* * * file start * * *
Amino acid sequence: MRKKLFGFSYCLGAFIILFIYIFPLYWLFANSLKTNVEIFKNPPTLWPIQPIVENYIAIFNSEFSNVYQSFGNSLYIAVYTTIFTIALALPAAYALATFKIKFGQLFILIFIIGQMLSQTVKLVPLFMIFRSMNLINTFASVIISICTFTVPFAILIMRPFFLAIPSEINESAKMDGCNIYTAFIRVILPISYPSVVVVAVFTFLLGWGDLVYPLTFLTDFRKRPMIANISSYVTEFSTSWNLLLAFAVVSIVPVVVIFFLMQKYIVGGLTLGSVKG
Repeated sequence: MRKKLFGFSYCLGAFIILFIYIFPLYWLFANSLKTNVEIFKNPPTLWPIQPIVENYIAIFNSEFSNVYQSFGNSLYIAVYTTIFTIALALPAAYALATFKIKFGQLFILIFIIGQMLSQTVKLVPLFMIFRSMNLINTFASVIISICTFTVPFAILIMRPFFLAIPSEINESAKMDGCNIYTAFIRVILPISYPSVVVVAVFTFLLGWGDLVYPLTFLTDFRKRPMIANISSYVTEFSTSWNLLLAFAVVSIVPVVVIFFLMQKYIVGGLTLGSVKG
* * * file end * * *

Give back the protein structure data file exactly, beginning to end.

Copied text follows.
Amino acid sequence: MRKKLFGFSYCLGAFIILFIYIFPLYWLFANSLKTNVEIFKNPPTLWPIQPIVENYIAIFNSEFSNVYQSFGNSLYIAVYTTIFTIALALPAAYALATFKIKFGQLFILIFIIGQMLSQTVKLVPLFMIFRSMNLINTFASVIISICTFTVPFAILIMRPFFLAIPSEINESAKMDGCNIYTAFIRVILPISYPSVVVVAVFTFLLGWGDLVYPLTFLTDFRKRPMIANISSYVTEFSTSWNLLLAFAVVSIVPVVVIFFLMQKYIVGGLTLGSVKG
Repeated sequence: MRKKLFGFSYCLGAFIILFIYIFPLYWLFANSLKTNVEIFKNPPTLWPIQPIVENYIAIFNSEFSNVYQSFGNSLYIAVYTTIFTIALALPAAYALATFKIKFGQLFILIFIIGQMLSQTVKLVPLFMIFRSMNLINTFASVIISICTFTVPFAILIMRPFFLAIPSEINESAKMDGCNIYTAFIRVILPISYPSVVVVAVFTFLLGWGDLVYPLTFLTDFRKRPMIANISSYVTEFSTSWNLLLAFAVVSIVPVVVIFFLMQKYIVGGLTLGSVKG